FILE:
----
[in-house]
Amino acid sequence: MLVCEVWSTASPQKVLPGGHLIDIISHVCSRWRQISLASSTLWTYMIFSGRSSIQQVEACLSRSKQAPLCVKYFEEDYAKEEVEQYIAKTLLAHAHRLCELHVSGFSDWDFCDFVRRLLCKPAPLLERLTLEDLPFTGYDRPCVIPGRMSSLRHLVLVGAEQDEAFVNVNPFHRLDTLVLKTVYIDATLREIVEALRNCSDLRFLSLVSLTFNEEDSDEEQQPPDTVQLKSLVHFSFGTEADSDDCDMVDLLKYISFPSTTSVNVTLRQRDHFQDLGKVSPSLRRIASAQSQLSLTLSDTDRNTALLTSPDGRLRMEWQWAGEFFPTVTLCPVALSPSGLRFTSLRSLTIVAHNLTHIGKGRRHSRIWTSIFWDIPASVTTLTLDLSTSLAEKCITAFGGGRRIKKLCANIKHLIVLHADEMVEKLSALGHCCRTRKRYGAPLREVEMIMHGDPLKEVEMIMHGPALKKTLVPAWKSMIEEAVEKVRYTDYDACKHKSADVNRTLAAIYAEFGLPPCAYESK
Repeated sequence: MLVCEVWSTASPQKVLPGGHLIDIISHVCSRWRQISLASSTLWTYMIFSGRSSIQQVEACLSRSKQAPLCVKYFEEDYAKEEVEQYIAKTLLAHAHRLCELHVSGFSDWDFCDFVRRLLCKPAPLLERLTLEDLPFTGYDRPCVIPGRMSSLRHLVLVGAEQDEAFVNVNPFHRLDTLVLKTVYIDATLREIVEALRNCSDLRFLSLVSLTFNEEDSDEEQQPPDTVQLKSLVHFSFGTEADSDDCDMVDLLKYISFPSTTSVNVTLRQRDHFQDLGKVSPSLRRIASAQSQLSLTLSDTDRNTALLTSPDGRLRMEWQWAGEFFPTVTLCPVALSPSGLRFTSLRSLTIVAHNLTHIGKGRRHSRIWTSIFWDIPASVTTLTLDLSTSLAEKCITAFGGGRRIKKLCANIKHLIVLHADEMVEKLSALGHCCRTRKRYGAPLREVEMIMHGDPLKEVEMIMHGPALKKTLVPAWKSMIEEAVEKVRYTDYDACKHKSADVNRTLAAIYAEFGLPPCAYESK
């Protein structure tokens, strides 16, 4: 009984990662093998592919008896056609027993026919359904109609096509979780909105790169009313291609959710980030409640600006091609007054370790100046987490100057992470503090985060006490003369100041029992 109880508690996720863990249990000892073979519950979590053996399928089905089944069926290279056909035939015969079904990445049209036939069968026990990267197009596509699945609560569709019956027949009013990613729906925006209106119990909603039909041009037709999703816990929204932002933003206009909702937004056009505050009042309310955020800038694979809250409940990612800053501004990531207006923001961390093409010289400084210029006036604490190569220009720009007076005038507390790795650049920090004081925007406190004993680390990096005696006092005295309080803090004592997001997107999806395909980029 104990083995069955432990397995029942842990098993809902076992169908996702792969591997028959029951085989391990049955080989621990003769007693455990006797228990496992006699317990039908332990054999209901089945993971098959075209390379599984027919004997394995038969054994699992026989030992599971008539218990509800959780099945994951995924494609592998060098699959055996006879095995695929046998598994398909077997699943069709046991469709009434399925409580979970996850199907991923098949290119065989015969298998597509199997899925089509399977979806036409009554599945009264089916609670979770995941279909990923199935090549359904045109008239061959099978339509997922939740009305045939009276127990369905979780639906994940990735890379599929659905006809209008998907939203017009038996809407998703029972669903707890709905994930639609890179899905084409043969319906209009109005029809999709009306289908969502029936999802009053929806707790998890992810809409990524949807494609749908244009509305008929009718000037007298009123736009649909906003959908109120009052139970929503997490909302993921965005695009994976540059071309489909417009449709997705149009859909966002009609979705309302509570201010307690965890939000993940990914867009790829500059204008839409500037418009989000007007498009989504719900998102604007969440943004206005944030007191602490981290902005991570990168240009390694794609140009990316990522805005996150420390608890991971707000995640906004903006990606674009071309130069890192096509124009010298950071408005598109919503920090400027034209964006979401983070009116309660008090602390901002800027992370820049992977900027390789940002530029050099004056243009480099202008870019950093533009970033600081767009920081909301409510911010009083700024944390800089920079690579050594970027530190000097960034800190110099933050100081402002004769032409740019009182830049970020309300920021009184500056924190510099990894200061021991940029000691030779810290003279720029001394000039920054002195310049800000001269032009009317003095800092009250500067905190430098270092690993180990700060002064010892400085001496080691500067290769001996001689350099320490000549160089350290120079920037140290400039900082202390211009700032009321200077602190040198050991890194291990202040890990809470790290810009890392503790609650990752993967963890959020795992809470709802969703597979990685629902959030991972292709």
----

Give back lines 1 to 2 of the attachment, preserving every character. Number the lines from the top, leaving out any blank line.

[in-house]
Amino acid sequence: MLVCEVWSTASPQKVLPGGHLIDIISHVCSRWRQISLASSTLWTYMIFSGRSSIQQVEACLSRSKQAPLCVKYFEEDYAKEEVEQYIAKTLLAHAHRLCELHVSGFSDWDFCDFVRRLLCKPAPLLERLTLEDLPFTGYDRPCVIPGRMSSLRHLVLVGAEQDEAFVNVNPFHRLDTLVLKTVYIDATLREIVEALRNCSDLRFLSLVSLTFNEEDSDEEQQPPDTVQLKSLVHFSFGTEADSDDCDMVDLLKYISFPSTTSVNVTLRQRDHFQDLGKVSPSLRRIASAQSQLSLTLSDTDRNTALLTSPDGRLRMEWQWAGEFFPTVTLCPVALSPSGLRFTSLRSLTIVAHNLTHIGKGRRHSRIWTSIFWDIPASVTTLTLDLSTSLAEKCITAFGGGRRIKKLCANIKHLIVLHADEMVEKLSALGHCCRTRKRYGAPLREVEMIMHGDPLKEVEMIMHGPALKKTLVPAWKSMIEEAVEKVRYTDYDACKHKSADVNRTLAAIYAEFGLPPCAYESK